thermodynamicist (1897)
An 1897 encyclopedia definition of thermodynamicist, defined as a student of or one versed in thermodynamics. [7] In 1891, William Magie was described as a “thermodynamicist trained by Helmholtz”. (Ѻ)
In science, a thermodynamicist is a person who studies systems and processes from a thermodynamic point of view. The universe, for the thermodynamicist, defined as that which is accessible to experiment, is made up of the "system" examined and its "surroundings" able to act on its evolution. [1] To a good approximation, French engineer Sadi Carnot was the world's first thermodynamicist; followed by Emile Clapeyron, Hermann Helmholtz, William Thomson, Peter Tait, William Rankine, and Rudolf Clausius.

A closely related term to thermodynamicist, generally a post 1940s term, was "energeticist", a term of the late 19th century. American Willard Gibbs, for instance, was often referred to as an energeticist; whereas, in modern terms, he is considered a chemical thermodynamicist or more specifically the "founder of chemical thermodynamics". [2] In the 1890s, by comparison, German energeticist Wilhelm Ostwald, often considered as the founder of the "school of energetics", who had recently translated Gibbs' On the Equilibrium of Heterogeneous Substances into French, styled Gibbs as the "founder of chemical energetics". [3]

The following is a noted quote, that seems to have originated in originated with Percy Bridgman (1941), regarding how there is a different version of the first law and or second law for ever thermodynamicist: [4]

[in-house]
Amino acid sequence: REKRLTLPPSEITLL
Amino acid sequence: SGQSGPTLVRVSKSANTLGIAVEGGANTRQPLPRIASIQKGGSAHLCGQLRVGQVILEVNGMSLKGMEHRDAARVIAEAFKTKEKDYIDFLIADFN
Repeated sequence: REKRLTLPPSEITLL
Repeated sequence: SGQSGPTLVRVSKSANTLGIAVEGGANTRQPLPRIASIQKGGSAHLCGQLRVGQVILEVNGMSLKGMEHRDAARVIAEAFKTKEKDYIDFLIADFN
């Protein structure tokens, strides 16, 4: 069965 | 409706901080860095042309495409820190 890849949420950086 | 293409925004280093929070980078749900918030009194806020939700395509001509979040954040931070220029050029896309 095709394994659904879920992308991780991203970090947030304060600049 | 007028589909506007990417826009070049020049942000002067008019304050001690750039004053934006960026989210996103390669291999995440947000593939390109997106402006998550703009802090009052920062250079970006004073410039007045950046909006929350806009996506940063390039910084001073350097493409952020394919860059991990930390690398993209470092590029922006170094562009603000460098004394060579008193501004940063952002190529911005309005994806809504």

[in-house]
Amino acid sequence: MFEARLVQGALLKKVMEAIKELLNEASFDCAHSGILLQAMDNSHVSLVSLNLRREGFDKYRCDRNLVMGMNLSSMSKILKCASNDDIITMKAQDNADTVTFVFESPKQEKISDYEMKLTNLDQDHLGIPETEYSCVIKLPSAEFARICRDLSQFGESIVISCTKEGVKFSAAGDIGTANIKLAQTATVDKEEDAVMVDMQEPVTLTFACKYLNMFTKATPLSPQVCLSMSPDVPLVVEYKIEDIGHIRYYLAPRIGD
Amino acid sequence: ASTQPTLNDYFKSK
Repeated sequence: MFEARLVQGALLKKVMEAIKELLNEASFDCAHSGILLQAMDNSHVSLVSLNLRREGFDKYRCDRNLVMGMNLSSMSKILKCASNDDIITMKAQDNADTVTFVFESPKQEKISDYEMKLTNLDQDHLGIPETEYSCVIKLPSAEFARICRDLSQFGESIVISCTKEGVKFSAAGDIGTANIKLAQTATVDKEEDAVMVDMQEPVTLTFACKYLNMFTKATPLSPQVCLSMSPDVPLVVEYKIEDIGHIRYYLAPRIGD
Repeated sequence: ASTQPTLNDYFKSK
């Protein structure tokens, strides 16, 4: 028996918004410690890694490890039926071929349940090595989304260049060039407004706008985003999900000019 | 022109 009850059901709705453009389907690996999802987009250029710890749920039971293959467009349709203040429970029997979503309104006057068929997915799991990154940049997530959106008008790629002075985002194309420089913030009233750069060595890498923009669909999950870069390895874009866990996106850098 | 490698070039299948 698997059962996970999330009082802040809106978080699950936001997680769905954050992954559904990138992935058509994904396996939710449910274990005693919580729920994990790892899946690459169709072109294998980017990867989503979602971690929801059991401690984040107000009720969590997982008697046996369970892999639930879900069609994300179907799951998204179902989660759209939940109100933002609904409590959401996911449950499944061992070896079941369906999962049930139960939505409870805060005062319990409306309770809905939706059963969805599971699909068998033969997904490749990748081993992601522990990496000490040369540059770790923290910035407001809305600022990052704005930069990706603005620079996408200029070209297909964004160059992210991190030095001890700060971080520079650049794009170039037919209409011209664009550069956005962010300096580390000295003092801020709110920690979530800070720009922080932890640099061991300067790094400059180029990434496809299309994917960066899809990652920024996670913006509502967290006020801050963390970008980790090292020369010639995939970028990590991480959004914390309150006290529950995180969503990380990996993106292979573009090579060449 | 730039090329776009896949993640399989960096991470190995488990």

“There’s as many formulations of the second law as there have been discussions of it.”

This was rephrased by Clifford Truesdell (aware or not of the Bridgman-version) in 1969 as follows: [5]

“I hesitate to use the terms ‘first law’ and ‘second law’, because there are almost as many ‘first laws’ as there are thermodynamicists, and I have been told by these people for so many years that I disobey their laws that now I prefer to exult in my criminal status and non-condemning names to the concrete mathematical axioms I wish to use in my outlaw studies of heat and temperature. The term ‘entropy’ seems superfluous, also, since it suggest nothing to ordinary persons and only intense headaches to those who have studied thermodynamics but have not given in and joined the professionals.”

This has since come to be known as:

“There’s as many version of the second law as there are thermodynamicists.”

This last version, supposedly, began to be used in the 1950s. [6]

See also
Human thermodynamicist
Thermodynamicist (other)
Thermodynamics founders
Human thermodynamics pioneers

1. Perrot, Pierre. (1998). A to Z of Thermodynamics (pg. 312). Oxford: Oxford University Press.
2. Nemilov, Sergei V. (1995). Thermodynamic and Kinetic Aspects of the Vitreous State (pg. 5). CRC Press.
3. Willard Gibbs - Encyclopedia Britannica article (1910).
4. Bridgman, Peter W. (1941). The Nature of Thermodynamics (pg. 116). New York: Harper Torchbooks.
5. (a) Truesdell, Clifford A. (1969). Rational Thermodynamics: A Course of Lectures on Selected Topics (pg. 11). Springer-Verlag.
(b) Gal-Or, Benjamin. (1974). Modern Developments in Thermodynamics: an Interdisciplinary Collective Treatise (§: Thought-Provoking and Thought-Depressing Quotations” (43 quotes selected by B. Gal-Or), pgs. 435-42). Wiley.
6. 110+ versions of the second law (note 1) –
7. Whitney, William D. and Smith, Benjamin E. (1897). The Century Dictionary and Cyclopedia: a work of universal reference in all departments of knowledge, with a new atlas of the world, Volume 8 (pg. 6282). Century.

Further reading
● Fleeter, Rick. (2007). Travels of a Thermodynamicist. Outskirts Press.

External links
Category: Thermodynamicists – Wikipedia.

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